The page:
The state attorney general's office agreed Monday to review how a multimillion-dollar state contract was awarded to a group working with a lobbyist romantically linked to a state senator.
The $10 million-a-year contract for new state juvenile centers was to be signed Monday, but the signing was delayed last week after revelations by The Oklahoman that state Sen. Harry Coates and lobbyist Haley Atwood helped steer the contract to Atwood's client.
Coates, 60, and Atwood, 29, were having an extramarital affair while working on the juvenile center project.
The attorney general's review will focus on the process used to award the contract, a spokesman for Attorney General Drew Edmondson said.
The attorney general's office last week made a phone call inquiring about the process and decided no investigation was warranted.
However, agency officials decided to start a more in-depth review Monday after an afternoon meeting between Senate Pro Tem-elect Brian Bingman and First Assistant Attorney General Tom Gruber.
â€œThey presented us with some paperwork that we had not previously seen,â€ said Charlie Price, a spokesman for the attorney general's office.
Price declined to elaborate on what new information was presented Monday.
Failed bidders for the contract have alleged Coates, Atwood and Office of Juvenile Affairs Director Gene Christian rigged the bidding process to favor Atwood's client, private juvenile academy operator Rite of Passage.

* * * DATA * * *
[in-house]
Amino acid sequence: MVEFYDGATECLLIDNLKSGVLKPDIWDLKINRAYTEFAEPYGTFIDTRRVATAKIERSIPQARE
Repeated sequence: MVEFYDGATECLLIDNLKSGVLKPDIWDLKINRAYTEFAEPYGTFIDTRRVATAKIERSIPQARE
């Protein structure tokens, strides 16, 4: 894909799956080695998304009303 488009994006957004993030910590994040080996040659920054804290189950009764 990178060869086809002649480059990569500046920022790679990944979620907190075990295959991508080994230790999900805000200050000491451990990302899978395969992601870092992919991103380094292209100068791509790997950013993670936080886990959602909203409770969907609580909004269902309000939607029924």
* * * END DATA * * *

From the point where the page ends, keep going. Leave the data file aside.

Coates, Atwood and Christian have denied wrongdoing.
Bingman, R-Sapulpa, last week began a Senate investigation into the bidding process for the contract.
Bingman's spokesman declined to discuss what was presented to the attorney general's office Monday, saying only that it was discovered through the Senate's â€œinternal investigation.â€
Coates, R-Seminole, has said he welcomes scrutiny of the bidding process because â€œthere were no shenanigans.â€
The state Central Services Department evaluated five bids for the contract.
Did bid meet request?
Christian last month announced intentions to award the contract to an Ada group that had retained Rite of Passage to operate a new 144-bed private juvenile academy in Ada.
Before being hired as a consultant by Rite of Passage, Atwood was hired as a lobbyist with the architect chosen to design Ada's proposed Rite of Passage academy. Atwood, Coates and Christian have since met several times about the project, records and interviews show.
Christian, Coates, Atwood and other legislators visited a Rite of Passage academy in Colorado while discussions were under way about building a juvenile center in Oklahoma.
A meeting between Coates and Christian was scheduled in Coates' office on the day the governor signed a bill asking the Office of Juvenile Affairs to seek bids for a new juvenile center, records show.
The agency's subsequent request for proposals asked for maximum-security beds at the new juvenile center.
The Rite of Passage academy in Ada would be a campuslike setting with no secure beds.
The Ada group also proposed adding 56 secure beds to an existing juvenile center on state land in Tecumseh.
Failed bidders have said the Rite of Passage
A new juvenile center is needed because the problematic L.E. Rader Center in Sand Springs is expected to close soon. Rader has maximum-security beds.